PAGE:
I've really enjoyed re-learning Comes A Time with your new lesson. I'm playing about 85% accurate to your suggestions on chords and the bass notes. I substituted the Bm in the verse with a Bm7 which is a lot easier for me to get to and it actually sounds pretty good.
If you are still interested in Neil Young songs as course lessons, I would suggest/request consideration of Harvest Moon and Old Man.
I have begun your Roots and Bluegrass Rhythm course and am thoroughly enjoying it. I have already put a number of new tools in my bag from just the first two song/lessons. One thing I've noticed--in your play-along tracks--is that you play a G major chord fretting both the high E and B strings. I have always played it only fretting the E string (but once heard James Taylor say that you MUST fret the B string and was puzzled then by the dislike for the 3rd here).
In other to 3rd-or-not-to-3rd queries, I wonder if you are fretting or muting the B note on the A string.
Apologies if you discuss this in one of the lessons I haven't gotten to yet, but I would be interested to hear your take on the role of the 3rd in the so-common G chord.
Welcome to the course. I think I covered that in the first Bluegrass Rhythm Basics lesson, but at any rate, the G chord played by fretting the B string at the third fret is often referred to as the "bluegrass G" because it's become standard for bluegrass guitarists. Glad to hear that James likes it too. One reason for using it is that in music where singers may sing bluesy flatted thirds against a major chord, having the major third (the B string) ring out can be dissonant, and constrict the singer (or fiddler) to one specific tonality. Also by fretting that note you get an octave with a fifth in the middle on the top three strings, which has a very specific "chimey" sound that cuts through the sound of a band quite well. I will sometimes play the the other G, which I sometimes refer to as the "folky" G, and I usually point out when I do so in each lesson. Sometimes, it's more convenient to fret the G chord that way, since the fingering is similar to that of a C chord. If I'm playing in C and need a quick G chord, I often use the folky G chord, because it's easier to get to quickly. And yes, when playing the "bluegrass" G, I usually mute the A string by leaning my second finger against it, unless, of course, I'm playing a bass run on that string. I think I cover this in the lesson on rest strokes. At any rate, that string usually just muddies things up in the low end if you want a clear solid single bass note. Of course, if you want a big full strum using all six strings, which is great for some country and rock songs, you'll want to fret the A string as well. Hope that makes sense.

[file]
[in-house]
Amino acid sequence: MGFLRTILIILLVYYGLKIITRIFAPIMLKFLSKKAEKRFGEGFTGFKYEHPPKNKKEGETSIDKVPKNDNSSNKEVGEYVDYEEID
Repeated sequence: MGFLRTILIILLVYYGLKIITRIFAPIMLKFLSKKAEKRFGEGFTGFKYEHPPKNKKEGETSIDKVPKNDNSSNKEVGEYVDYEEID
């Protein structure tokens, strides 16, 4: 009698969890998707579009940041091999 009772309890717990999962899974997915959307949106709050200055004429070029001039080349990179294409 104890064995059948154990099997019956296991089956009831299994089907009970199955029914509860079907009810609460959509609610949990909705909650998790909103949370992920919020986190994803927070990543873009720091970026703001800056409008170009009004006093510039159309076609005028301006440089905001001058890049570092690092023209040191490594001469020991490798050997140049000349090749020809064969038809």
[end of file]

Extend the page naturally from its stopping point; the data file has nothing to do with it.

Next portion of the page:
Thanks for all the time and effort you put into the lessons. I've been enjoying working my way through them. One question comes to mind, especially around bass runs. Do you have any suggestions in terms of technique or exercises for improving 'accuracy"? I pretty regularly hit the wrong string when doing those runs and would love to get better at hitting the string I'm aiming for. Thanks.
In addition to this course I am also working through Flatpicking Essentials Vol. 1 by Dan Miller and you might find the technique discussions and exercises you are looking for to improve bass run accuracy. I find the course work in that book is a great compliment to this course. I usually spend about an hour woodshedding/warming up with exercises from that book and then spend 1-2 hours on Scott's material.
Glad you're enjoying the course. Accuracy, like a lot of things, is mostly a matter of practice and muscle memory, getting your pick to know where the string is through repetition. But here are a few suggestions.
Try watching your pick when you're working on bass runs, or anything that you find difficult to do with the pick. Most people naturally look at the their fretting hand while they're playing.